Jake and I (Benji) were supposed to be reading and reviewing Bridge to Terabithia, but Jake had trouble getting a copy on short notice, so I read this one by myself in the meantime. I found myself wishing that I was rereading Terabithia very often.

If you’re reading the Newbery Winners through from the beginning, only a decade in you’ve already visited South America in Tales From SIlver Lands, China in Shen of the Sea, India in Gay Neck, Poland in Trumpeter of Krakow, Japan in The Cat Who Went to Heaven and now, in The Waterless Mountain, you’re visiting the Navaho tribes in the Western U.S. Despite, the racism in many of the novels, it does seem like the librarians on the committees in the 20’s and the 30’s were being proactive about exposing children to new cultures. Really, the #weneeddiversebooks campaign has been going on, though subtly, for quite a while.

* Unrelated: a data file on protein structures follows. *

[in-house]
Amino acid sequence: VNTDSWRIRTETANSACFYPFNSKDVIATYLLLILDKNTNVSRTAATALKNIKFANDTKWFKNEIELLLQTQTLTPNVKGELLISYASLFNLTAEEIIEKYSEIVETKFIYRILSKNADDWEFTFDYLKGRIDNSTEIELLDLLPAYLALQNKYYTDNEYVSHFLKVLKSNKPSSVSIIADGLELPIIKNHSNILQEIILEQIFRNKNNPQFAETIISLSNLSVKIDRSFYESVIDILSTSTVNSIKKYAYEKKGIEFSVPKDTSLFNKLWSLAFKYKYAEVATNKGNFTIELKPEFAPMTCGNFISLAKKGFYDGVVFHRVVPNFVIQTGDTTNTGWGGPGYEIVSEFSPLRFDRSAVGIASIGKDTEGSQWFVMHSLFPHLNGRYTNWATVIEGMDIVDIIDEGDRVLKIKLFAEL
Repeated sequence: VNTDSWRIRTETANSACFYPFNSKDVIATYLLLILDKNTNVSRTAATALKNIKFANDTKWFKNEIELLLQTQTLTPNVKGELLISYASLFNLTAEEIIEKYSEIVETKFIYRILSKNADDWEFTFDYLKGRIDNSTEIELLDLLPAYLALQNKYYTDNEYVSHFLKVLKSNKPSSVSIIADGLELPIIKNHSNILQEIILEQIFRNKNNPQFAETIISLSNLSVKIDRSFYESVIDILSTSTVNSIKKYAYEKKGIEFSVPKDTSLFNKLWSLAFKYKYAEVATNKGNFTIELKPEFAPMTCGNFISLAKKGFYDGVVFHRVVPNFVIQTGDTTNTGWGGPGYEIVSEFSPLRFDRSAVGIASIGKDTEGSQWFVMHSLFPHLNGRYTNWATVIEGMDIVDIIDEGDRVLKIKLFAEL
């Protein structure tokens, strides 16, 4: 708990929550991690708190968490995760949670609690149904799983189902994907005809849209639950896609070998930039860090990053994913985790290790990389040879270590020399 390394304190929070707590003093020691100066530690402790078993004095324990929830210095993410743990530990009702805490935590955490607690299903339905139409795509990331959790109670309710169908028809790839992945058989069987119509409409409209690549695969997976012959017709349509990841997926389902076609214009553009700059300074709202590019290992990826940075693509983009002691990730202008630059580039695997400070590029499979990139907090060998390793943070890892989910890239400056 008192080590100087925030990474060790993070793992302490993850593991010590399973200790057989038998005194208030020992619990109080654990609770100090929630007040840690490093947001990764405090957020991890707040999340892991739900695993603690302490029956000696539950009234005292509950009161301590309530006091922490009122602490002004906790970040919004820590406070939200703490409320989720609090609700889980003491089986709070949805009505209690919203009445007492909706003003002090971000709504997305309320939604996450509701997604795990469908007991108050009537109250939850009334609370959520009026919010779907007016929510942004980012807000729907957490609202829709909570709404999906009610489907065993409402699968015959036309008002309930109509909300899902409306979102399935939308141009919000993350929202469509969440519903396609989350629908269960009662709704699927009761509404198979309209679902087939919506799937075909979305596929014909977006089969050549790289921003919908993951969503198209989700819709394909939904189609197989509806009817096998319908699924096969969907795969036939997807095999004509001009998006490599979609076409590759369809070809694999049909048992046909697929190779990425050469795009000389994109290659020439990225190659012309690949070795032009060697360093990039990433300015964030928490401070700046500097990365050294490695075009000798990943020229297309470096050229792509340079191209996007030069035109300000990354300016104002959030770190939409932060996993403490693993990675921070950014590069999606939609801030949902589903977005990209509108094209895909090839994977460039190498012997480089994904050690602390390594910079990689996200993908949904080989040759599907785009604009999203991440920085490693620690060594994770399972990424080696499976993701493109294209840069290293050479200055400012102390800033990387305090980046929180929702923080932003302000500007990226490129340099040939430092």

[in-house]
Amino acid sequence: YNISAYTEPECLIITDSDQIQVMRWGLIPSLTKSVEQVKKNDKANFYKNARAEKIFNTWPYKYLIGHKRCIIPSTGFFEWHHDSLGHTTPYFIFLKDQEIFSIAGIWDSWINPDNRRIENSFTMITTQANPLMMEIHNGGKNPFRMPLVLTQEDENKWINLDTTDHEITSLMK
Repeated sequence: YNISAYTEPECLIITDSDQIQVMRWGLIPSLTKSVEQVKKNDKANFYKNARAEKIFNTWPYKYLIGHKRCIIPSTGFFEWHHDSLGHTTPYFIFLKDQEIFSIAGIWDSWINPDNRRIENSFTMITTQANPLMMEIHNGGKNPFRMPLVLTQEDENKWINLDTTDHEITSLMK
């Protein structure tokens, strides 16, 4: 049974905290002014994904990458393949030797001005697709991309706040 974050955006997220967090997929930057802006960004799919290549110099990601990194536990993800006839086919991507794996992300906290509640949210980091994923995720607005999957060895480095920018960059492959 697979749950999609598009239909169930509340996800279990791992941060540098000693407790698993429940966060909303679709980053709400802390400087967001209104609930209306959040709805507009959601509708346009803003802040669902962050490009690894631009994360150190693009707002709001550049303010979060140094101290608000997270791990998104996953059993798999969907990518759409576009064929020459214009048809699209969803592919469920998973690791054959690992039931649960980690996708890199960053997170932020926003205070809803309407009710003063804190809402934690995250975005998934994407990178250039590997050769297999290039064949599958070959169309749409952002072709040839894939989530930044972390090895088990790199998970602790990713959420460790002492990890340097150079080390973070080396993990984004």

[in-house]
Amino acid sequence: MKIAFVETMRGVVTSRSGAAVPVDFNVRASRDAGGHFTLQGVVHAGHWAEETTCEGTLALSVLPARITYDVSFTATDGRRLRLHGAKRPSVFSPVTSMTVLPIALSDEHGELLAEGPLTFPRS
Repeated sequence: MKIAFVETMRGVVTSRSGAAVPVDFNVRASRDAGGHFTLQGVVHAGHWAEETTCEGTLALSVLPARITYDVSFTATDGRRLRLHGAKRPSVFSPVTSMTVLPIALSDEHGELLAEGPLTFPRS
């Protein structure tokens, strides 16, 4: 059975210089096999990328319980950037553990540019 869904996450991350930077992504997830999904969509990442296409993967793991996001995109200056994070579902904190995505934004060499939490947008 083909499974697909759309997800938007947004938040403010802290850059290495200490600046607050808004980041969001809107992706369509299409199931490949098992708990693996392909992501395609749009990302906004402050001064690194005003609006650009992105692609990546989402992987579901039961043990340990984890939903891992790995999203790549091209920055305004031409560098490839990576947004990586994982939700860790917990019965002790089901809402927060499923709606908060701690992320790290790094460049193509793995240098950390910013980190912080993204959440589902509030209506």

That being said, this book is nice at some points. It’s interesting to see Navaho culture and customs through a young boy’s eyes, but mostly it’s just awful and unreadable. For a 200 page book, it reads incredibly slow. There’s a little bit of action in the middle, but it is resolved very passively in a “Meanwhile while life was going on as usual, our villain was arrested somewhere else” kind of way. That’s no way to write a book for children. I had lots of trouble getting through this book, and it seems from reviews that other adult readers did too. I could be wrong, but I don’t think I know of any kids who would enjoy this.

While I appreciate the early Newbery committees making an effort to expose kids to new cultures, I wish that a lot of the  books weren’t so gosh-darned awful. Next book please.

2 out of five Newbery Pies.

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